“I would not have known Him, except that the One who sent me to baptize with water told me, “The man on whom you see the Spirit come down and remain is He who will baptize with the Holy Spirit.””
There is a question which I have been turning over in my mind for the last little while. It concerns the greatest need which the Church, and presumably each of us individually, has. There are always conflicting voices which urge all manner of actions upon us. I constantly find myself pushed and pulled in almost every direction as a Pastor regarding programs and priorities for the ministry of the congregation I serve. What are we to do? Robert Murray McCheyne was once asked about the greatest need of his congregation. His answer was to state that “the greatest need of my Church is a holy Pastor.” Holiness is the greatest need of each and every congregation and Christian. The question is however how do we get there? The immediate response is to think that we must make a supreme effort to make ourselves holy so that we can be blessed of God. We then become discouraged when our holiness does not measure up to God’s standard. The question remains then, “what are we to do?”
This is where the message of the Gospels becomes immensely tangible and helpful. We are called to come to the Lord Jesus Christ in faith in order to receive from Him that which we need. This is not a calling to a once and finished blessing. It is a calling to a continuous relationship with our Lord in faith. God’s blessing comes through what the Bible calls the baptism of the Holy Spirit. Does this come when we first believe, at what the Bible calls regeneration? The answer is yes. Does it come later on when we exercise faith? Again the answer is yes. The Bible speaks about a continual experience of receiving the Spirit and His blessing by faith. We can only receive this blessing when we come to the Crucified One in constantly abiding faith, drinking of His Spirit.
What do I mean by this? Perhaps an extended illustration from Darrell Johnson’s book Who Is Jesus? will help us here. Johnson is dealing with the point that the Lord Jesus Christ baptizes us in and with the Holy Spirit. In looking at all of the options regarding when and how this blessing is received Johnson then writes this.
“As I have wrestled with this, I have come to the conclusion that each of the options is wrong, and each of the options is right. And each of the options is wrong and right for the same reason.
You see, each option works from the same assumption, the assumption that Jesus baptizes us only once. We make that assumption because we are ordinarily baptized in and with water only once. But that is not how John the Baptizer sees it. Listen carefully to the way he puts it. “[The One] who sent me to baptize in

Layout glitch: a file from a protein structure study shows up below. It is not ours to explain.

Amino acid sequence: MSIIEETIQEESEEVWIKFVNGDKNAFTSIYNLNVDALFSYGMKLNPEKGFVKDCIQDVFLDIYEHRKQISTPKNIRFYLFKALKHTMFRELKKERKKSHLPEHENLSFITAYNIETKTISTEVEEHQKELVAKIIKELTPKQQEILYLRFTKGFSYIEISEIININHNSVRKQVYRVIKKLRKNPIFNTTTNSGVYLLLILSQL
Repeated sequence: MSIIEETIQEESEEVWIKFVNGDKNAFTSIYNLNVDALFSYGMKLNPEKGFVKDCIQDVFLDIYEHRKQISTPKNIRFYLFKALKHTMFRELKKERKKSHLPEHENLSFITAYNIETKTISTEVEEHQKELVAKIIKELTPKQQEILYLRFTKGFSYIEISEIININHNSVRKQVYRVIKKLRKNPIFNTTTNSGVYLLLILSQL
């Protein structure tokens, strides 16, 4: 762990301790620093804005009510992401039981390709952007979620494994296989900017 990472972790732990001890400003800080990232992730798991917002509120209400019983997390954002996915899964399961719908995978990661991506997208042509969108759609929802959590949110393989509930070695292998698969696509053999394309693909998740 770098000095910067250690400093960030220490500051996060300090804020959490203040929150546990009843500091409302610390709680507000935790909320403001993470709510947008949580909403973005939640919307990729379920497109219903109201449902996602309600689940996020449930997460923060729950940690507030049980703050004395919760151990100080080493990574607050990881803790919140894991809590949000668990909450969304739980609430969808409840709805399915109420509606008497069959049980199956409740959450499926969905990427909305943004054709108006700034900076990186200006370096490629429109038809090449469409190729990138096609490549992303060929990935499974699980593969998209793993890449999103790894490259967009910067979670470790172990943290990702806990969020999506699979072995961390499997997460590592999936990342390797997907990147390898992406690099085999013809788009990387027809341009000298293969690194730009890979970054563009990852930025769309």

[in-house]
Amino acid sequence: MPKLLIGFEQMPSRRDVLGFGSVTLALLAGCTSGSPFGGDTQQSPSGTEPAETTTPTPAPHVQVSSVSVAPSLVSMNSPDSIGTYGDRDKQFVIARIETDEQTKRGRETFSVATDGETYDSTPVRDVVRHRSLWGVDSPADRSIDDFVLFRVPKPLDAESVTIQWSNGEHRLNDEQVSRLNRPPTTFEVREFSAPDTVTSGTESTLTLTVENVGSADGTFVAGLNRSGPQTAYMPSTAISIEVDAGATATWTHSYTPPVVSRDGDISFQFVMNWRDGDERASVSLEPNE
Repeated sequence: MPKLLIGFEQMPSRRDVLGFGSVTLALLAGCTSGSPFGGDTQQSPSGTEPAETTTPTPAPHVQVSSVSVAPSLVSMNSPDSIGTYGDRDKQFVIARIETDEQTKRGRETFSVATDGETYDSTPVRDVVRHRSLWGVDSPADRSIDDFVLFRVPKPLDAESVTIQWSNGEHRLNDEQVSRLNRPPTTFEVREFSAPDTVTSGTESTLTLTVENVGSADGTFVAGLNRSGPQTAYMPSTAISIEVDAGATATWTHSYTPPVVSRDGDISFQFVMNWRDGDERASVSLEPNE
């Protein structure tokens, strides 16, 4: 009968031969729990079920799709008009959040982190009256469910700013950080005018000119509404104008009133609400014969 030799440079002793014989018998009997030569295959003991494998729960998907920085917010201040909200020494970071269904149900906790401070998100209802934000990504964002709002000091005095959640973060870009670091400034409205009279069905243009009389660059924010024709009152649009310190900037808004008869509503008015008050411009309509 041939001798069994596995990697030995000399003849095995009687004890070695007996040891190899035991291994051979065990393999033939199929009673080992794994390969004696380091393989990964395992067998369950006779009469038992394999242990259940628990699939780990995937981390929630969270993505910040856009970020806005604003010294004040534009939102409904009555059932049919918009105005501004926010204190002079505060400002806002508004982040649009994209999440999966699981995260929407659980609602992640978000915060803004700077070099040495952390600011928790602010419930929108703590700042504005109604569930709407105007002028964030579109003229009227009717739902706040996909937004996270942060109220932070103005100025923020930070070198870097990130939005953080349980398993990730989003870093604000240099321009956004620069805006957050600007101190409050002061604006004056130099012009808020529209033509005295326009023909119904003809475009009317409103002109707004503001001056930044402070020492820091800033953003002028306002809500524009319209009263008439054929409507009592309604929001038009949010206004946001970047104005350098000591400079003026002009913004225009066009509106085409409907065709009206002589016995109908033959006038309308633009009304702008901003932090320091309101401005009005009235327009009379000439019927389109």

water said to me, ‘He upon whom you see the Spirit descending and remaining upon Him, this is the One who baptizes in [and with] the Holy Spirit.’” (John 1:33 [emphasis added])
Baptizes. Present tense. This is crucial to note. In New Testament Greek the tenses of verbs point to the time of action. But more importantly, they point to the kind of action. In Greek, the present tense emphasizes continuous action, and is best rendered “keep on.” “Abide in me and I in you,” literally means “Keep on abiding in Me and I in you.” “All who come to Me and believe in Me will never hunger or thirst,” literally means “All who keep on coming to Me and keep on believing in Me will never hunger or thirst.” John the Baptizer is saying of Jesus the Baptizer, “This is the One who keeps on baptizing.” Continuous action. Keeps on Baptizing.
That is, John is saying something about the nature and character of Jesus. John is saying that it is the nature of Jesus, the Saviour of the world, to baptize and keep on baptizing, to immerse and keep on immersing, to soak and keep on soaking, to flood and keep on flooding, to fill and to keep on filling, to infuse and to keep on infusing. This is the One who baptizes not once, not twice, not three times, but again and again and again. Jesus keep on infusing His followers with Divine life and will keep on doing so until every fibre of our being radiates with the Glory of God! How is that for good news?”
This is why we are called to come to Him the Crucified One, in faith. Such faith meets Him at the cross each moment and is lifted up in the power of the resurrection. That is why we must be a holy people, filled with the life of Christ. That is why we are called to Spirit filled praying. The presence of the Lord Jesus Christ among us and in us is our only hope. I for one praise God that this is so.